The Office of Fair Trading (OFT) has negotiated changes to Dell's sales contracts, after a large number of consumer complaints over terms and conditions.
Although the OFT declined to identify the exact terms it found contentious, it said that Dell has agreed to improve the transparency of its consumer agreements, and separate terms that are applicable to consumers from those that apply to business.
Dell confirmed it would also attempt to "improve the clarity" of the terms by "seeking to remove legal jargon", and by improving the clarity of "certain provisions which the OFT felt might be capable of being misunderstood" — in other words, by making potentially ambiguous terms clearer.
Although Dell has accepted the changes, it has not yet reprinted its contracts or updated its Web site — where the original terms and conditions can still be seen.
"The OFT received advice from Consumer Direct and Trading Standards of a large number of consumer complaints, so met with Dell to review its terms and conditions," an OFT spokeswoman told ZDNet UK.
Dell and the OFT have been negotiating since February, and negotiated an agreement "recently", said the spokeswoman.
The OFT discussed a number of terms with Dell that it considered to be inconsistent with the Unfair Terms in Consumer Contracts Regulations 1999 or The Consumer Protection (Distance Selling) Regulations 2000. This meant they were "unsuitable for use in consumer contracts," said the OFT.
Dell has agreed to change terms that could limit "liability for negligence to the price of the product," said the OFT.
"If you buy a computer for £100, the company can't say it's only liable for the cost of the computer if something goes wrong. Negligence can't be limited to the price of the product, but also what's affected by it. Say a company sells and installs a faulty heater, which catches fire and burns your curtains. They are liable both for the heater and the curtains," said the spokeswoman.
The computer giant will also change terms that exclude "liability for consequential loss arising out of breach of contract".
"Any liability for loss arising out of breach of contract can't be excluded," said the OFT spokeswoman. "If you had a business that relied on the use of a computer, and suffered loss of money or any other loss because the contract was breached, you can't exclude liability for that loss."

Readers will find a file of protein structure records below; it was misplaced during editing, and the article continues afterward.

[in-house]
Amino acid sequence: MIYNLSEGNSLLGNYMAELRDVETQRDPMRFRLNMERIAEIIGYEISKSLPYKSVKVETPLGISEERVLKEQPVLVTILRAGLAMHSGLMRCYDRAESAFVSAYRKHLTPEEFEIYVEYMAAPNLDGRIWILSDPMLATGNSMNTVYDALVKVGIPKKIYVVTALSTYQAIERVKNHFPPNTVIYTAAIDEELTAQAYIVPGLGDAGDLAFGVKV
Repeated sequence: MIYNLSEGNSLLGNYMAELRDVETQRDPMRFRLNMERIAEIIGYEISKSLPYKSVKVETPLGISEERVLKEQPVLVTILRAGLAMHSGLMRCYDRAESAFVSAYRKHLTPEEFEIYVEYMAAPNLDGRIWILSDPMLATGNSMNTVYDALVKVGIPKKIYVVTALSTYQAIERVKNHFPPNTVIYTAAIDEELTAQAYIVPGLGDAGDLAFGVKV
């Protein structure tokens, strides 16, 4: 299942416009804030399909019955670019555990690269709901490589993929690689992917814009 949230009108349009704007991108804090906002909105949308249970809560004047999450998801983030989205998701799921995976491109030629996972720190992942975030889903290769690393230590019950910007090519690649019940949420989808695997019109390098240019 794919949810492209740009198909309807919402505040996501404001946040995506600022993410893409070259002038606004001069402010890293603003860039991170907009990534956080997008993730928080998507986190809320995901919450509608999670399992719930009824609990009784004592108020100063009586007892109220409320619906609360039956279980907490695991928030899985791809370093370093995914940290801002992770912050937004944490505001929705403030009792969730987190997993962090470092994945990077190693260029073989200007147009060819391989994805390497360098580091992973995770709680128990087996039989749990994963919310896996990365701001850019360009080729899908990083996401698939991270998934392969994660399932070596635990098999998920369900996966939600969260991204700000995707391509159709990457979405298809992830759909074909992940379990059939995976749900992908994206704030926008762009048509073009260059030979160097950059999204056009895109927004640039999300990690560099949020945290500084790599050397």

Dell also agreed to change terms which "excluded liability for oral representations not confirmed in writing", and those that "required the consumer to notify Dell of any errors in its confirmation of the consumer's order immediately."
"If you have a conversation over the telephone, any agreement made is an oral contract. You can't exclude liability for oral contracts," explained the OFT spokeswoman. "If someone goes on holiday, you can't say you must notify them immediately of an error in a customer order."
Dell itself said it had agreed to "routine" changes to its terms and conditions, and said that the review related "only to the document itself and not to Dell's business behaviour or operational practices". Dell had not commented at the time of writing on the "large number of consumer complaints" that the OFT said had led to the review in the first place.
"As a result of the review, our terms and conditions are now written in a much clearer language to the benefit of our customers," said a Dell spokeswoman.
Dell declined to comment on the exact terms and conditions that had been altered, but said that the new terms would be posted online after paper contracts had been reprinted.
"We are currently in the process of reprinting our contractual documentation as a result of the review with the OFT," the Dell spokeswoman told ZDNet UK. "In order to avoid confusion we will synchronise the posting of the new terms on our Web site with the availability of the print documents."